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ENGINEERING STUDENTS´ AWARENESS OF THEIR PRESENT AND FUTURE PROFESSIONAL EXPERTISES

C. Pinto 1, L. Babo 2, J. Mendonça1

1Polytechnic of Porto, School of Engineering (PORTUGAL)
2PPorto, School of Accounting (PORTUGAL)
This study analyses second year Baccalaureate Level Engineering students’ awareness of the development of the skills described in the Criterion 3 – Student Outcomes, of the Criteria for Accrediting Engineering Programs, of the Accreditation Board for Engineering and Technology, Inc. (ABET), for the 2020-2021 Accreditation Cycle [1]. Our main goal was to compare the degree of development of these skills and the importance students’ attribute to them.

The skills are [1]:
1. an ability to identify, formulate, and solve complex engineering problems by applying principles of engineering, science, and mathematics;
2. an ability to apply engineering design to produce solutions that meet specified needs with consideration of public health, safety, and welfare, as well as global, cultural, social, environmental, and economic factors;
3. an ability to communicate effectively with a range of audiences,
4. an ability to recognize ethical and professional responsibilities in engineering situations and make informed judgments, which must consider the impact of engineering solutions in global, economic, environmental, and societal contexts,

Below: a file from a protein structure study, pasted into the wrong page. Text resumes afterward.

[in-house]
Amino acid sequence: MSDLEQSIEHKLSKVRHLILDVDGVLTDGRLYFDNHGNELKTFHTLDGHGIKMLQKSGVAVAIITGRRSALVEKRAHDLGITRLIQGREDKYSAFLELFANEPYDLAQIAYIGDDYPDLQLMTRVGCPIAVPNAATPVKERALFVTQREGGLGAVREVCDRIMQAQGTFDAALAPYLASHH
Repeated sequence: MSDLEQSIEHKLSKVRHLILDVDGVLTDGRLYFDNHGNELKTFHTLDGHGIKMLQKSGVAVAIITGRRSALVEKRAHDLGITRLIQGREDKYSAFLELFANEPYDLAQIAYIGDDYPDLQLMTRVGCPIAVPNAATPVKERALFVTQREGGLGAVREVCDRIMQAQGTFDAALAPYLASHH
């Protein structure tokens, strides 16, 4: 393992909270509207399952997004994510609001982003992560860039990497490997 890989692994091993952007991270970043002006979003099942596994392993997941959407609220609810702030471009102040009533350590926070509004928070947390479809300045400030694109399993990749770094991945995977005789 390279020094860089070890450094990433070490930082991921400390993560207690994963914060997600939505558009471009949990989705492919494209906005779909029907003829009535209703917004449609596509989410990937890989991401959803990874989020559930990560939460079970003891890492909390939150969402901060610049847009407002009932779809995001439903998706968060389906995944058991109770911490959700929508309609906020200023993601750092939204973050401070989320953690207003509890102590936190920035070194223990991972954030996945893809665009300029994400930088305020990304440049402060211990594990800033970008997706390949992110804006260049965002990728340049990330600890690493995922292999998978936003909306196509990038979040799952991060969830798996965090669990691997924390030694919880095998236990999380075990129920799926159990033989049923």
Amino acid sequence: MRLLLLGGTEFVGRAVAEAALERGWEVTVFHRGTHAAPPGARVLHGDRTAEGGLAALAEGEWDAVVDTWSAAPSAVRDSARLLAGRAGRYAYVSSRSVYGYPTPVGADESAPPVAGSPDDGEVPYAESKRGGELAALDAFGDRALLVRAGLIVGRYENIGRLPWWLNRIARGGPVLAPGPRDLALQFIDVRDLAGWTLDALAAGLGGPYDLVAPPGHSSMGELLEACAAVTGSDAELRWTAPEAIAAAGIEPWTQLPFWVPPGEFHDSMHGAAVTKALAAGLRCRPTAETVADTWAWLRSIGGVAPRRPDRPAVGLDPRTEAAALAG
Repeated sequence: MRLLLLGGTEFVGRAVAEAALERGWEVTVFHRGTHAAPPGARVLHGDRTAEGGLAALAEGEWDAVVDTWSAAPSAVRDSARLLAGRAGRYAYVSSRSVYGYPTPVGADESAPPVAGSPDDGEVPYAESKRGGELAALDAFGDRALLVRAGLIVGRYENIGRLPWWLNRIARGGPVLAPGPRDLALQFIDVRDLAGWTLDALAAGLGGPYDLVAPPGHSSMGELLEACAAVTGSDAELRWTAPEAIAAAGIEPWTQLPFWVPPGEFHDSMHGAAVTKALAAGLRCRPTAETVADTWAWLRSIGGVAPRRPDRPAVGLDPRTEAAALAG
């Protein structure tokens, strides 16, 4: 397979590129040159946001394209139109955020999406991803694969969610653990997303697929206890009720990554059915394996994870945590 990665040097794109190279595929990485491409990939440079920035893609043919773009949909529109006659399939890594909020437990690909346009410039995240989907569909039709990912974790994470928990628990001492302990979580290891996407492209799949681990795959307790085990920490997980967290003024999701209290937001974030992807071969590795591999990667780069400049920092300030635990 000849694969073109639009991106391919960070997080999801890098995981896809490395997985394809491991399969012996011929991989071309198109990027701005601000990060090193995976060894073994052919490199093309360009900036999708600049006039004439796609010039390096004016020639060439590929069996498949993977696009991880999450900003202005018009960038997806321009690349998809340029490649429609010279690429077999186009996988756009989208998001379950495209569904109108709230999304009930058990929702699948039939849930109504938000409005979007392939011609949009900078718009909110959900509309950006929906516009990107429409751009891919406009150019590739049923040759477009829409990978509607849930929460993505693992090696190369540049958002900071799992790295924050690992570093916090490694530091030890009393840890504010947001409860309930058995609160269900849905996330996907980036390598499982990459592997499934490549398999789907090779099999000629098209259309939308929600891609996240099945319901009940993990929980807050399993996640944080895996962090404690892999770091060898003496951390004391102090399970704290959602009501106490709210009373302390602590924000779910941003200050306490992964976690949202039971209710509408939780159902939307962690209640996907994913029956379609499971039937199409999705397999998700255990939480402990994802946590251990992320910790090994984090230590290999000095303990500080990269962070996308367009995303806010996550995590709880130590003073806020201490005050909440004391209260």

5. an ability to function effectively on a team whose members together provide leadership, create a collaborative and inclusive environment, establish goals, plan tasks, and meet objectives,
6. an ability to develop and conduct appropriate experimentation, analyse and interpret data, and use engineering judgment to draw conclusions,
7. an ability to acquire and apply new knowledge as needed, using appropriate learning strategies.

We did a survey to 47 students and posed questions regarding the above above. The statistical analysis of the results of the survey revealed some interesting patterns. The students recognise these skills to be very important in the professional success of an Engineer. On the other hand, they seem mature enough to acknowledge that, at their present academic and personal level, they haven’t fulfilled all of the requirements to excel at them. We detail the skills less blossomed in the students and the ones which are less recognised, in terms of importance. Moreover, skills 2. and 4. are in this last category, which raises some questions regarding what students feel will be their future role in the society. Skills identified as extremely important are 1. and 6, thus involving aspects of academic and problem-solving, as well as critical thinking. We will develop further these findings.